CREAMY for “yogurt”
WORLD’S BEST BAGELS for “bagels”
Generic words are the weakest types of “marks” (and cannot even qualify as “marks” in the legal sense) and are never registrable or enforceable against third parties. Because generic words are the common, everyday name for goods and services and everyone has the right to use such terms to refer to their goods and services, they are not protectable. Be aware that if you adopt a generic term to identify your goods or services, you will not be able to prevent others from using it to identify potentially competing products or services. In addition, even a fanciful mark that is very strong can, over time, become generic if the owner either starts using the mark in a nontrademark manner (see ESCALATOR and ASPIRIN examples, below) or fails to police use of its mark properly and take appropriate action. Without proper policing over time, the original owner of a mark could lose any trademark rights it has in the mark.
Examples of generic marks:
Applied-for trademarks that would be considered generic at the time of filing because they are the name of the good or product offered by the service:
BICYCLE for “bicycles” or “retail bicycle stores”
MILK for “a dairy-based beverage”
Trademarks that eventually became generic because of long-term widespread, nontrademark use:
ESCALATOR for “moving staircases,” ASPIRIN for “pain relief medication”
Even if two marks are found to be confusingly similar, a likelihood of confusion will exist only if the goods and/or services upon which or in connection with the marks are used are, in fact, related. Whether the goods and/or services are related is determined by considering the commercial relationship between the goods and/or services identified in the application with those identified in the registration or earlier-filed application. To find relatedness between goods and/or services, the goods and/or services do not have to be identical. It is sufficient that they are related in such a manner that consumers are likely to assume (mistakenly) that they come from a common source. The issue is not whether the actual goods and/or services are likely to be confused but, rather, whether a likelihood of confusion would exist as to the source of the goods and/or services.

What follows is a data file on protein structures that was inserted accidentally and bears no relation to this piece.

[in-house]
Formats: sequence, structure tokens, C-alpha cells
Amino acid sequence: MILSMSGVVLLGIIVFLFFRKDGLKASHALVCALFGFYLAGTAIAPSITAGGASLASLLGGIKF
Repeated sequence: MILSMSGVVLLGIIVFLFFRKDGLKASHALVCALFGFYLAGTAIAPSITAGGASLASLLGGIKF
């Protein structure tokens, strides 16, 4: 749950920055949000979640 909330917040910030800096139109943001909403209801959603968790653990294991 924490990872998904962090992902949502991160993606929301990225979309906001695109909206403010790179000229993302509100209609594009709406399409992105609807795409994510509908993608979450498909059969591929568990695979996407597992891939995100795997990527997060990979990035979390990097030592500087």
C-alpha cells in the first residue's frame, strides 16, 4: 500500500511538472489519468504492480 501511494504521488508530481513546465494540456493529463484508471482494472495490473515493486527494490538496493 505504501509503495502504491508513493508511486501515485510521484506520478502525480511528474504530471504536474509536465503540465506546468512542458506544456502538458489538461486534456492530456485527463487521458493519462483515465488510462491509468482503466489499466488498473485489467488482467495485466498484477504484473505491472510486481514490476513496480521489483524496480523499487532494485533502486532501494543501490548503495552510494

The following are examples of related goods and/or services:
To determine whether a likelihood of confusion exists, the marks are first examined for their similarities and differences. Note that in order to find a likelihood of confusion, the marks do not have to be identical. When marks sound alike when spoken, are visually similar, have the same meaning (even if in translation), and/or create the same general commercial impression in the consuming public’s mind, the marks may be considered confusingly similar. Similarity in sound, appearance, and/or meaning may be sufficient to support a finding of likelihood of confusion, depending on the relatedness of the goods and/or services.
The following are examples of marks that would be considered similar:
Although spelled differently, the marks sound alike; i.e., they are “phonetic equivalents.”
The marks look very similar, even though the one on the right uses a stylized font.
The marks are similar because, when the Italian word “LUPO” is translated into English, it means “WOLF.”
Because the marks include the same design element, they create a similar overall commercial impression, even though the one on the right also includes words plus the design.
The marks convey a similar general meaning and produce the same mental reaction.
The USPTO examines every application for compliance with federal law and rules. The most common reason to refuse registration is a “likelihood of confusion” between the mark of the applicant and a mark already registered or in a prior-filed pending application owned by another party. The USPTO determines that a likelihood of confusion exists when both (1) the marks are similar, and (2) the goods and/or services of the parties are related such that consumers would mistakenly believe they come from the same source. Similar marks or related goods/services by themselves are not enough to support a finding of a likelihood of confusion, unless a court has held that the mark is actually a famous mark. That is, generally two identical marks can coexist, so long as the goods and services are not related.